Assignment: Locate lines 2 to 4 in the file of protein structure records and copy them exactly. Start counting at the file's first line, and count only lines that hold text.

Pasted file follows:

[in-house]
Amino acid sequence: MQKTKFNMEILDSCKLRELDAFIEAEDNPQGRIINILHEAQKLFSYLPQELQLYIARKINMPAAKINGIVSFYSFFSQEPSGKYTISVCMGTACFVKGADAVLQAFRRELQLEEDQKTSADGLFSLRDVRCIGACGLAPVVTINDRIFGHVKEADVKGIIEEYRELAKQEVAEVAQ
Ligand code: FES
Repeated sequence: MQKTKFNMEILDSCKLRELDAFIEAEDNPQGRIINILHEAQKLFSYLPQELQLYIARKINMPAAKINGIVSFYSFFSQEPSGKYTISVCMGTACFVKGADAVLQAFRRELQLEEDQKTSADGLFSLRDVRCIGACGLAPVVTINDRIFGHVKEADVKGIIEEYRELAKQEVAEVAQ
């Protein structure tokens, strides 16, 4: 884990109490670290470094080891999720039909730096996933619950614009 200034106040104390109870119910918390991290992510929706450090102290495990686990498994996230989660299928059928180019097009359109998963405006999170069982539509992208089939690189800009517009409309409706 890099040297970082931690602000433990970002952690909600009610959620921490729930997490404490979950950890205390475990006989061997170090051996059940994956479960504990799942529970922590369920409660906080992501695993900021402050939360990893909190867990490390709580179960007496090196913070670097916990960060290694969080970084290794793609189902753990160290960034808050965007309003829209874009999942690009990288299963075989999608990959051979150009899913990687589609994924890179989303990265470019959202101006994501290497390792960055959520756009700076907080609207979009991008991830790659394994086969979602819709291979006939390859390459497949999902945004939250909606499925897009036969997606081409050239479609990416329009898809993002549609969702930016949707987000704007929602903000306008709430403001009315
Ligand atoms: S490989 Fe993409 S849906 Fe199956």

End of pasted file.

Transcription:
Amino acid sequence: MQKTKFNMEILDSCKLRELDAFIEAEDNPQGRIINILHEAQKLFSYLPQELQLYIARKINMPAAKINGIVSFYSFFSQEPSGKYTISVCMGTACFVKGADAVLQAFRRELQLEEDQKTSADGLFSLRDVRCIGACGLAPVVTINDRIFGHVKEADVKGIIEEYRELAKQEVAEVAQ
Ligand code: FES
Repeated sequence: MQKTKFNMEILDSCKLRELDAFIEAEDNPQGRIINILHEAQKLFSYLPQELQLYIARKINMPAAKINGIVSFYSFFSQEPSGKYTISVCMGTACFVKGADAVLQAFRRELQLEEDQKTSADGLFSLRDVRCIGACGLAPVVTINDRIFGHVKEADVKGIIEEYRELAKQEVAEVAQ